City Council $975,570 $1,711,115 $1,789,700 $1,880,205 5.1 9.9 92.7
Election Commission $756,540 $1,072,390 $1,149,425 $1,308,220 13.8 22.0 72.9
Employee Benefits $20,499,920 $32,882,665 $33,025,885 $37,756,330 14.3 14.8 84.2
Executive $1,353,140 $2,298,685 $2,356,150 $2,463,020 4.5 7.1 82.0
Finance $8,837,560 $14,540,220 $16,024,605 $17,151,925 7.0 18.0 94.1
General Services $984,345 $704,725 $683,040 $710,735 4.1 0.9 -27.8
Law $1,780,975 $2,176,975 $2,174,415 $2,219,965 2.1 2.0 24.6
Mayor $430,035 $589,680 $586,635 $671,920 14.5 13.9 56.2
Public Celebrations $671,505 $874,335 $905,900 $939,685 3.7 7.5 39.9
Reserve $37,500 $37,500 $37,500 $40,000 6.7 6.7 6.7
TOTAL $37,048,015 $58,128,995 $59,857,190 $66,359,515 10.9 14.2 79.1
PUBLIC SAFETY FY05 adopted FY15 adopted FY16 adopted FY17 proposed 1 yr % change 2 yr % change 12 yr % change
Animal Commission $228,870 $323,535 $331,365 $338,775 2.2 4.7 48.0
Electrical $2,239,640 $2,767,880 $2,594,885 $2,809,845 8.3 1.5 25.5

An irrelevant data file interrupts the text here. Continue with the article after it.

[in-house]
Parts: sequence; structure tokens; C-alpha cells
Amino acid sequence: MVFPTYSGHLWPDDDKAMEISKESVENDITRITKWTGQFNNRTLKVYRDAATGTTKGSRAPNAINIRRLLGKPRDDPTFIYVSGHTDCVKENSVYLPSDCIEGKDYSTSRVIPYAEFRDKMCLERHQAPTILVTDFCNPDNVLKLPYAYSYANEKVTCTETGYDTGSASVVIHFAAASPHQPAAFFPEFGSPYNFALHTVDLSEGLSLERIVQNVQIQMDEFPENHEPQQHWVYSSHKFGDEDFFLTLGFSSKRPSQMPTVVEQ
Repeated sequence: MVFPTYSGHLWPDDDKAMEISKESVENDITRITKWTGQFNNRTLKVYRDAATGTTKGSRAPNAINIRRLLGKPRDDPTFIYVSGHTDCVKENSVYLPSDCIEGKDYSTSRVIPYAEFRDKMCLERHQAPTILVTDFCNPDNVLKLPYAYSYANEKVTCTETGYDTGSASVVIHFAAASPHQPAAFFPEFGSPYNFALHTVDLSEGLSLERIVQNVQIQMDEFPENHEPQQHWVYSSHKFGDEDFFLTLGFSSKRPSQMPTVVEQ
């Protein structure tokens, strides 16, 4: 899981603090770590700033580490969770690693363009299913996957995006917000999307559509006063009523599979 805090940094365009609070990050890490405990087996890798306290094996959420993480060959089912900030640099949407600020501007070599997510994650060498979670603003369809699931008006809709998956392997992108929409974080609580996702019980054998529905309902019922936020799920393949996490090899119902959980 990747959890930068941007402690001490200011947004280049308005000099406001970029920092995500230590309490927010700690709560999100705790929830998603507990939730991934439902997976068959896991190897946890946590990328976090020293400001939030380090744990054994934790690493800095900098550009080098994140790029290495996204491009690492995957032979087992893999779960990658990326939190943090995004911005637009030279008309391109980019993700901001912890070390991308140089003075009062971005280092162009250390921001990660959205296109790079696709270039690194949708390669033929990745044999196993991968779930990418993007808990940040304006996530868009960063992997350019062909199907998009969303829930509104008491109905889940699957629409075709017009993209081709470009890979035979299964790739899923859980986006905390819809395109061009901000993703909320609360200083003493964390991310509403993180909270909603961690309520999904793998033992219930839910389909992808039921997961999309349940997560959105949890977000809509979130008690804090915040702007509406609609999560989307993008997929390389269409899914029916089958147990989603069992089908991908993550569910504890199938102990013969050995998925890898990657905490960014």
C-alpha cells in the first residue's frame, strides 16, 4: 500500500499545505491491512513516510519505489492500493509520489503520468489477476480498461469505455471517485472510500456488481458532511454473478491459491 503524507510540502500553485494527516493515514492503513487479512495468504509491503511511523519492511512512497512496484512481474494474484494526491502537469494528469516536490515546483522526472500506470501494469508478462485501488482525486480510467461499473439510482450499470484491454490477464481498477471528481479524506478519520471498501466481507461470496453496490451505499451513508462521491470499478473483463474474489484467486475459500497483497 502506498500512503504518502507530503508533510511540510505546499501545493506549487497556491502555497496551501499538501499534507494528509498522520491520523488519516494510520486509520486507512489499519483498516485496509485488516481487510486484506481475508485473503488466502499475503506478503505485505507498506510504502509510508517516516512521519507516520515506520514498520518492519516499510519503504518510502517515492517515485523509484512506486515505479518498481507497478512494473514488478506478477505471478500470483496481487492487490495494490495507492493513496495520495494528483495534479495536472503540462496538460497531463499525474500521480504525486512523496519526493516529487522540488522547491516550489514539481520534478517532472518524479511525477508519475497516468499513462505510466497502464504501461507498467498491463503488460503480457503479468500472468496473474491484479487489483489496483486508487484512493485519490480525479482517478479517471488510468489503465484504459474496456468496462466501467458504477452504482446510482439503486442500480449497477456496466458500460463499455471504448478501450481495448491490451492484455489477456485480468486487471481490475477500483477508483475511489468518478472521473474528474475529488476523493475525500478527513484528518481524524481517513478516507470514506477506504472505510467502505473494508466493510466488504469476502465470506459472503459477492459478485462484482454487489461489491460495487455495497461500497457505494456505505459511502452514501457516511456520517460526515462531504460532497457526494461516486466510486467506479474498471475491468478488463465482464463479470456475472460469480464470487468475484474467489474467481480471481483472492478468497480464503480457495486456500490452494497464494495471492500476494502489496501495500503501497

Emergency Communications $3,097,485 $4,631,960 $5,077,255 $5,342,040 5.2 15.3 72.5
Fire $28,891,840 $44,661,535 $44,990,895 $46,094,005 2.5 3.2 59.5
Inspectional Services $2,261,215 $3,270,335 $3,414,450 $3,706,080 8.5 13.3 63.9
License Commission $726,735 $1,063,745 $1,183,145 $1,240,340 4.8 16.6 70.7
Police $31,515,220 $49,260,625 $50,646,165 $51,145,765 1.0 3.8 62.3
Police Review & Advisory Board $77,210 $75,235 $77,435 $3,700 -95.2 -95.1 -95.2
Traffic, Parking & Transportation $8,175,095 $11,088,415 $11,483,870 $12,299,375 7.1 10.9 50.4
Weights & Measures $98,910 $142,935 $145,875 $148,945 2.1 4.2 50.6
TOTAL $77,450,040 $117,286,200 $119,945,340 $123,128,870 2.7 5.0 59.0
COMMUNITY MAINT/DEVELOPMENT FY05 adopted FY15 adopted FY16 adopted FY17 proposed 1 yr % change 2 yr % change 12 yr % change
Cable T.V. $999,500 $1,452,495 $1,536,585 $1,642,360 6.9 13.1 64.3
Community Development $4,472,620 $6,335,440 $7,359,590 $8,464,085 15.0 33.6 89.2
Conservation Commission $89,760 $127,770 $130,585 ?? ?? ??
Debt Service $23,917,070 $50,446,035 $54,664,525 $58,096,295 6.3 15.2 142.9
Historical Commission $457,580 $687,860 $654,580 $644,990 -1.5 -6.2 41.0
Peace Commission $76,215 $148,445 $151,510 $154,690 2.1 4.2 103.0